Cat Among the Pigeons

Cover of "Cat Among the Pigeons (Cat Roya...
Cover of Cat Among the Pigeons (Cat Royal)

Cat Among the Pigeons is the second Cat Royal Adventure; however, you do not need to read the first book, The Diamond of Drury Lane, to enjoy Cat Among the Pigeons.

Catherine “Cat” Royal has a comfortable life as the ward of the Theater Royal of Drury Lane, London.  One day, as she’s helping her African friend Pedro prepare for his début as Ariel from The Tempest, Pedro’s old master, Kingston Hawkins, comes to the theater and demands to have him back.

Cat is astonished, since she only knew Pedro as the apprentice of Signor Angelini, the musical director at the Theater Royal.  However, she immediately hides Pedro and denies his existence to Hawkins, but Pedro’s he doesn’t believe her.

After Hawkins reluctantly leaves, the story comes out: Pedro really was Hawkins’ slave and the apprenticeship to Signor Angelini was a con pulled by the man Hawkins had loaned Pedro to.  But Pedro never said anything because, as he puts it, “. . .the maestro seemed a much better bet than either Grimes or Mr. . . . Mr. Hawkins.”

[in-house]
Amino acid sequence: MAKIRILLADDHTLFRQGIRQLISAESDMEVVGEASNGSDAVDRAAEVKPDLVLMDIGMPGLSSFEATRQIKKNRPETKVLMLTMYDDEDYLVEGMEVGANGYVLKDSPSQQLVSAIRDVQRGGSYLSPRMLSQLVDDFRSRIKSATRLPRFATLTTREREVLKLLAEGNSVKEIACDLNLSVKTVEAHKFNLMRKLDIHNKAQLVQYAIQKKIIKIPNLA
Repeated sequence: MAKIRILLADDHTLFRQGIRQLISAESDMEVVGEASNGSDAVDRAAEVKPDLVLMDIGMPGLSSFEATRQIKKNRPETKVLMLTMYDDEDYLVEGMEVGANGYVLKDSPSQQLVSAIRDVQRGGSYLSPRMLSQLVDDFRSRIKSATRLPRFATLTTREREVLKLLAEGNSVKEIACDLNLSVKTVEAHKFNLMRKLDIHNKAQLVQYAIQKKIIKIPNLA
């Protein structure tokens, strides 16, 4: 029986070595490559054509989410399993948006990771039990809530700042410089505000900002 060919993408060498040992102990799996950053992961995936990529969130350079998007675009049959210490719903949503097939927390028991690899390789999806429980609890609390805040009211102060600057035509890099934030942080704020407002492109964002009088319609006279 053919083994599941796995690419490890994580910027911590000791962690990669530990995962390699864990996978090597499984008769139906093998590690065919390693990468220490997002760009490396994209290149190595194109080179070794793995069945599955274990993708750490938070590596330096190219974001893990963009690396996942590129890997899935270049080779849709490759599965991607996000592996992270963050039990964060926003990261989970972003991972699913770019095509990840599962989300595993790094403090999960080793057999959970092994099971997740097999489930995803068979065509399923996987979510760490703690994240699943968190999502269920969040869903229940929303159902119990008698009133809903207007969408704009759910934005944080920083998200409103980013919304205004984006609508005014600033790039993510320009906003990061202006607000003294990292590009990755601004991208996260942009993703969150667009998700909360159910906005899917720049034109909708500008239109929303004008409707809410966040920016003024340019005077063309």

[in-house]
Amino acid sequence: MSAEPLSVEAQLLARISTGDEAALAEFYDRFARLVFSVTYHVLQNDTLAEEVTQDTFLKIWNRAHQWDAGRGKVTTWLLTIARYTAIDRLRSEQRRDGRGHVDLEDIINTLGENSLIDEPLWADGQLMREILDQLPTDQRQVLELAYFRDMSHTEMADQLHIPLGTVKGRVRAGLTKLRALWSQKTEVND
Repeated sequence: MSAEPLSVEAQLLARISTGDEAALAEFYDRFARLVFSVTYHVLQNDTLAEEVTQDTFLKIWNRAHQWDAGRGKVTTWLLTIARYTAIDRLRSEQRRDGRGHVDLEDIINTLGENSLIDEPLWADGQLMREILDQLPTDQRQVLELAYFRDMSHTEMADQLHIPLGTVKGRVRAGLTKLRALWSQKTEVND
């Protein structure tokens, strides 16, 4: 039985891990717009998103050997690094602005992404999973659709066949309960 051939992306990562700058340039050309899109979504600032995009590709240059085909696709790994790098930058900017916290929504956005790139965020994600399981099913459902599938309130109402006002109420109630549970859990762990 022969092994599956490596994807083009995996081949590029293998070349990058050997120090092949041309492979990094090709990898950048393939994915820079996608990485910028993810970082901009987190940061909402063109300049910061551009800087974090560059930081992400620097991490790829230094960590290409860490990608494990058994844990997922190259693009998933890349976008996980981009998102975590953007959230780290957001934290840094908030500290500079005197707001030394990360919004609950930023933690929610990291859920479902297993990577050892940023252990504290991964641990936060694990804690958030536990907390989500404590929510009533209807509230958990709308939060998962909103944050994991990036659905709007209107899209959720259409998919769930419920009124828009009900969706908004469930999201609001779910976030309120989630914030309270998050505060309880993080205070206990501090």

Hawkins is determined to get Pedro back, whether through the law or by illegally smuggling him out of England, so Cat and Pedro turn to their friends Frank and Lizzie (the children of the Duke of Avon) and Syd Fletcher (Cat’s old friend and leader of the Covent Garden gang) for help.  Through Lizzie and Frank they meet a group of Abolitionists who agree to help Pedro any way they can.  But Hawkins is willing to do anything to get Pedro back. . . and that includes working with Cat’s old nemesis, Billy “the Boil” Shephard (who also happens to be the leader of a gang that rivals Syd’s).  Can Cat help Pedro gain his freedom and deal with Billy before Hawkins does something drastic?

Julia Golding’s Cat Among the Pigeons is an irrepressibly enjoyable book that is filled to the brim with fun, suspense, plenty of danger, and Cat’s unmistakable wit.  Cat is a heroine that grabs you by the collar and drags you along into her adventures and the trouble that follows her around, and she doesn’t let go until the end.  You cannot help but root for her, especially when you see what she’s up against; that she fights for causes worth fighting for is only an added bonus.  Just be warned to start reading this book with time to spare, since you will want to find out how Cat does against her multiple adversaries.


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